The annual holiday celebrates the story of the discovery in Ethiopia of the hidden cross Jesus was crucified on when Queen Helena in the third century lit a fire and the smoke showed her where it was.
Continue reading “Ethiopians celebrate Meskel holiday together at East Side park, Columbus, Ohio”
Chris Wamalwa is a Kenyan journalist based in the United States who has started a documentary called Diaspora Life. In the program, Kenyans across different states in the United States share their experiences in the United States.
Continue reading “Kenyans abroad share their “American dream” experiences”
By Khubaka Michael Harris
Following the request of the The Ethiopian Embassy to the United States in Washington D.C. and the Ethiopian Consulate General in Los Angeles, the senate of the state of California has passed a resolution extending an invitation to the people of the regional states of Amhara, Oromia, Somali, the Southern Nations, Nationalities, and Peoples’ Region, and Tigray in Ethiopia to join with California in sister state relationships.
The sister state relationship is intended to promote and assure mutually beneficial educational, economic, environmental, scientific, and cultural exchanges that will lead to a closer relationship between Californians and the citizens of these five key Ethiopian regional states.
Continue reading “California invites Ethiopian regional governments to join in sister state relationships”
Ghanaians in America of Ewe ethnicity have concluded their annual meeting in Charlotte, North Carolina
Members of the Council of Ewe Associations of North America arrived in Charlotte from all over the USA, Canada and Ghana.
Continue reading “Ghanaian Council of Ewe Associations of North America conclude gathering in North Carolina”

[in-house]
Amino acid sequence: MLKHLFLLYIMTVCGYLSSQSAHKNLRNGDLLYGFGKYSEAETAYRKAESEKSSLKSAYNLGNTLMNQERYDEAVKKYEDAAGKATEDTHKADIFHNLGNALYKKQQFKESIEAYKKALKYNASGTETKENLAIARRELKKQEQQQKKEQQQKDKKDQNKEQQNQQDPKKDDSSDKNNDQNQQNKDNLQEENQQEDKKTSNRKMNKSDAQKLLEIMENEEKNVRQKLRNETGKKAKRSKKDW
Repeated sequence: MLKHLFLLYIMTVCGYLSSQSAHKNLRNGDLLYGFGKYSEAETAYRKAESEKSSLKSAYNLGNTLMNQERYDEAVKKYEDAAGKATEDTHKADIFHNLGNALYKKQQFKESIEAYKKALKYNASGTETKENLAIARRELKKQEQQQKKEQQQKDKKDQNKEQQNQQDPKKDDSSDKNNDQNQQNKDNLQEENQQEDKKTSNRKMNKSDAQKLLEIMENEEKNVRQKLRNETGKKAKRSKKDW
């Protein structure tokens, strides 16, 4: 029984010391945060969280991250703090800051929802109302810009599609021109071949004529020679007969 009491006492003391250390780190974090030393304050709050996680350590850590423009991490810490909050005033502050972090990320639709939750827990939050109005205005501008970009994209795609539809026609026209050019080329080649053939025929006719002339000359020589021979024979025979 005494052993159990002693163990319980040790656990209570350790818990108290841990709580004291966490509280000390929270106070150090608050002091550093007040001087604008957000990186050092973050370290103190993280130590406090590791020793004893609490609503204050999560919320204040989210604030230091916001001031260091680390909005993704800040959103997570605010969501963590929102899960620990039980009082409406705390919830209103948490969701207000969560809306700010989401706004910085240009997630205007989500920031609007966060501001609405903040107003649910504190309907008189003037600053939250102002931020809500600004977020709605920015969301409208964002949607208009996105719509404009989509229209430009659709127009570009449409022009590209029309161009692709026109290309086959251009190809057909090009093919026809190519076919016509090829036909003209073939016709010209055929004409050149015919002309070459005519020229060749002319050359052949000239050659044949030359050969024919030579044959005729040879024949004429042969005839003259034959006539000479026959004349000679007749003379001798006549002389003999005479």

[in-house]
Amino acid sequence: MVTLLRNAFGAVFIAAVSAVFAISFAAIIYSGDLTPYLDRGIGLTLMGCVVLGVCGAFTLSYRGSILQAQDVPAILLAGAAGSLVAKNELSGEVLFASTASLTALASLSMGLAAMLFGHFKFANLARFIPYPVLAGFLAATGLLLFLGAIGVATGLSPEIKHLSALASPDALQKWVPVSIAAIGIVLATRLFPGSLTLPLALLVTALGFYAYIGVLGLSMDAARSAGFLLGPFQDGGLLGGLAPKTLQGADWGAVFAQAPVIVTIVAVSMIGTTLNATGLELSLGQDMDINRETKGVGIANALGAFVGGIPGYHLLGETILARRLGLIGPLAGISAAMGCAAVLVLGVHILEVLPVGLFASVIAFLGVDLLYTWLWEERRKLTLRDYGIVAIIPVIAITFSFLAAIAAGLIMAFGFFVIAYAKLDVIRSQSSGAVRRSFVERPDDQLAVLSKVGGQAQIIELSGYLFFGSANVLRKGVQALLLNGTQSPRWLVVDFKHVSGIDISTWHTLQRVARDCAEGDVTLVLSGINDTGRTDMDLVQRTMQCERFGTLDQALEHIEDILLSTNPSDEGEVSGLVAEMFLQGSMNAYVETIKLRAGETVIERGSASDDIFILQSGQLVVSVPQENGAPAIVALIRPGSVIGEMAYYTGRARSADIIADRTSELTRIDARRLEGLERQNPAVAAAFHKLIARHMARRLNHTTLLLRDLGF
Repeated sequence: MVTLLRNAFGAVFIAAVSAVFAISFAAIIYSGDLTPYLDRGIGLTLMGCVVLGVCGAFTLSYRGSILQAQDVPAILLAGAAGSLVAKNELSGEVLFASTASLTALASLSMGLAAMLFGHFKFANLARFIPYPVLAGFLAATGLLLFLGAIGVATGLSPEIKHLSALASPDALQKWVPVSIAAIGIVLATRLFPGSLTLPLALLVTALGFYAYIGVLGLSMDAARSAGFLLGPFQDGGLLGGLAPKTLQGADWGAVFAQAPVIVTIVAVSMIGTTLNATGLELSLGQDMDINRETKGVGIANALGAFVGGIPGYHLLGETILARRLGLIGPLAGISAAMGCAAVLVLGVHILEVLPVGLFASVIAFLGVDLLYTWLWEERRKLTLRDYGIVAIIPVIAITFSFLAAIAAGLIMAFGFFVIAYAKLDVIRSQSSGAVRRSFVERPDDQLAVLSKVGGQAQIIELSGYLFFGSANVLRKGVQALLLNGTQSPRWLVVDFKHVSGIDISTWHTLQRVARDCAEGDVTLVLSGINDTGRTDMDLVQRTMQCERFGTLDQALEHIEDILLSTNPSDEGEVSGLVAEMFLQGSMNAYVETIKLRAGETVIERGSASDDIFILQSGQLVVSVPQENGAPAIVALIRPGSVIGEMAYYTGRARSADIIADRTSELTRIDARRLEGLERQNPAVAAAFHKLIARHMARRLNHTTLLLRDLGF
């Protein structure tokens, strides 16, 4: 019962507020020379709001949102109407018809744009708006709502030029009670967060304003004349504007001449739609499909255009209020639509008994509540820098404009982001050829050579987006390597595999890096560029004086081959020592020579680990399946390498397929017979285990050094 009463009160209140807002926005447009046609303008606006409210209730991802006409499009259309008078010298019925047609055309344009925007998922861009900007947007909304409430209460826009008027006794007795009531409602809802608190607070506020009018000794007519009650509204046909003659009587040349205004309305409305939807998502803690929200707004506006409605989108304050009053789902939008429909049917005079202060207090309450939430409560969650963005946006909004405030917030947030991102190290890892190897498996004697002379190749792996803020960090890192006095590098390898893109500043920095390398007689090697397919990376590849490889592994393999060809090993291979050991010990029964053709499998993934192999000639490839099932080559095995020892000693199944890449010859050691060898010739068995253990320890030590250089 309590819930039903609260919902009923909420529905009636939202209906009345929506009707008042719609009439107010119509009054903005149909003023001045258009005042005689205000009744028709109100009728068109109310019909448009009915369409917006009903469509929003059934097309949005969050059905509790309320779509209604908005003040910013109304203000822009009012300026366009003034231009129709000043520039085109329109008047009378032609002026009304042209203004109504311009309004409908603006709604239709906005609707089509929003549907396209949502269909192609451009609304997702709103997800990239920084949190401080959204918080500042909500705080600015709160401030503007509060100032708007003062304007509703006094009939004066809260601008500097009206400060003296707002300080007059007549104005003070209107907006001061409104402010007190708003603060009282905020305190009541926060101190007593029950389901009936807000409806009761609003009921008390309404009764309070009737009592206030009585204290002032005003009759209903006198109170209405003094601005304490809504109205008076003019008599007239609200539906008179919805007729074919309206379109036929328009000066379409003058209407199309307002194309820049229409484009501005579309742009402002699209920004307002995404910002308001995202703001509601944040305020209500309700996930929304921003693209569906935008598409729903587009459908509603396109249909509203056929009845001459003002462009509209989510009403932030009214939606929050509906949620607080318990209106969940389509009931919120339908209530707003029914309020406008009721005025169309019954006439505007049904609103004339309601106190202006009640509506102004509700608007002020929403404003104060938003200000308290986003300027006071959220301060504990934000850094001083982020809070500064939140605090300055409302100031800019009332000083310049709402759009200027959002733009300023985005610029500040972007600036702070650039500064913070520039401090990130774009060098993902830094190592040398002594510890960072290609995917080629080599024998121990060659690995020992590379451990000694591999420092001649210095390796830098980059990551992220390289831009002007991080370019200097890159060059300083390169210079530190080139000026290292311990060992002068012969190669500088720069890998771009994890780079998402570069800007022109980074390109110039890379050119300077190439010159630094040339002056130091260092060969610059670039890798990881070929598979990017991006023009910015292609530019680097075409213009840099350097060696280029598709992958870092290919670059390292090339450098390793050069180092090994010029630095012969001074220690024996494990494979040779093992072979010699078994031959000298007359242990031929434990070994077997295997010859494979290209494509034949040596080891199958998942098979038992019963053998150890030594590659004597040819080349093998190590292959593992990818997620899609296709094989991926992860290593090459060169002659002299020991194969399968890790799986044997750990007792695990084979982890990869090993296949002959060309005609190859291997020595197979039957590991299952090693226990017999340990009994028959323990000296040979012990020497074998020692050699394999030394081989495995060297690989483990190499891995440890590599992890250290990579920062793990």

The Asantehene, the absolute monarch of the Kingdom of Ashanti in Ghana, Otumfuo Osei Tutu II, has arrived America for an official visit.
The monarch is in the country for several high-profile engagements, and is expected to deliver a speech on the Culture of Peace at the United Nations General Assembly’s High-Level Forum on September 13.
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Henrietta Wamala beat 3 other candidates including People Power’s Eng. John Julius Muwulya in the elections that were held at Hyatt Regency Hotel, Chicago Illinois, USA.
By Max Patrick Ocaido
NRM candidate Henrietta Nairuba Wamala has trounced People Power candidate to win the hotly contested elections for President of the Uganda North America Association (UNAA).
Continue reading “Ugandans in America elect Henrietta Wamala as president of UNAA”
By Monitor Reporter
The Speaker of Parliament of Uganda, Ms Rebecca Kadaga, has appealed to Ugandans in the diaspora to abandon the idea of shunning the countries embassies on the basis of disliking their government.
Addressing the 31st Uganda North American Association (UNAA) Convention and Trade Expo in Chicago, Ms Kadaga said both government and diaspora would be acting out of ignorance if they shunned one another.
Continue reading “Speaker of Uganda Parliament urges kinsmen in U.S. not to shun embassies”
In the 103-year history of the Cleveland Cultural Gardens, there had never been a garden representing an African nation.
That changes Saturday when the Ethiopian Cultural Garden is officially dedicated in a ceremony starting at 1 p.m. One of the garden’s defining features is a five-paneled ceramic mural with each panel representing a period of Ethiopian history.
Continue reading “Ethiopian Cultural Garden dedication in Cleveland”